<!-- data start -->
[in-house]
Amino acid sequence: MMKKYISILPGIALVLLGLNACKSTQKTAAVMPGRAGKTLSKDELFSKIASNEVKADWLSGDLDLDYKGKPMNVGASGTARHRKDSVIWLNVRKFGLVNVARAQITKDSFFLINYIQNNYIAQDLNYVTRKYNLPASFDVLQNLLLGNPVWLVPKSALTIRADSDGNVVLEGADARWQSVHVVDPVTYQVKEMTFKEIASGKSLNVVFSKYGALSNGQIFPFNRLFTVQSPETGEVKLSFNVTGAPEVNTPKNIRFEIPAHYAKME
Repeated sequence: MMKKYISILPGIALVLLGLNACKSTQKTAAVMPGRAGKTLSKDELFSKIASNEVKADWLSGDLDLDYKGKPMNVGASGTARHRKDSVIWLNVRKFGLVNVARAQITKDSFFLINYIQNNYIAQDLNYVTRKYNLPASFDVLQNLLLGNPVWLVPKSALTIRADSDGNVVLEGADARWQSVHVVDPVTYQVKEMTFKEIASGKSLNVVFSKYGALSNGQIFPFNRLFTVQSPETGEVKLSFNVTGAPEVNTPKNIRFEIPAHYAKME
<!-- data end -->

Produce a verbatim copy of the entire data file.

[in-house]
Amino acid sequence: MMKKYISILPGIALVLLGLNACKSTQKTAAVMPGRAGKTLSKDELFSKIASNEVKADWLSGDLDLDYKGKPMNVGASGTARHRKDSVIWLNVRKFGLVNVARAQITKDSFFLINYIQNNYIAQDLNYVTRKYNLPASFDVLQNLLLGNPVWLVPKSALTIRADSDGNVVLEGADARWQSVHVVDPVTYQVKEMTFKEIASGKSLNVVFSKYGALSNGQIFPFNRLFTVQSPETGEVKLSFNVTGAPEVNTPKNIRFEIPAHYAKME
Repeated sequence: MMKKYISILPGIALVLLGLNACKSTQKTAAVMPGRAGKTLSKDELFSKIASNEVKADWLSGDLDLDYKGKPMNVGASGTARHRKDSVIWLNVRKFGLVNVARAQITKDSFFLINYIQNNYIAQDLNYVTRKYNLPASFDVLQNLLLGNPVWLVPKSALTIRADSDGNVVLEGADARWQSVHVVDPVTYQVKEMTFKEIASGKSLNVVFSKYGALSNGQIFPFNRLFTVQSPETGEVKLSFNVTGAPEVNTPKNIRFEIPAHYAKME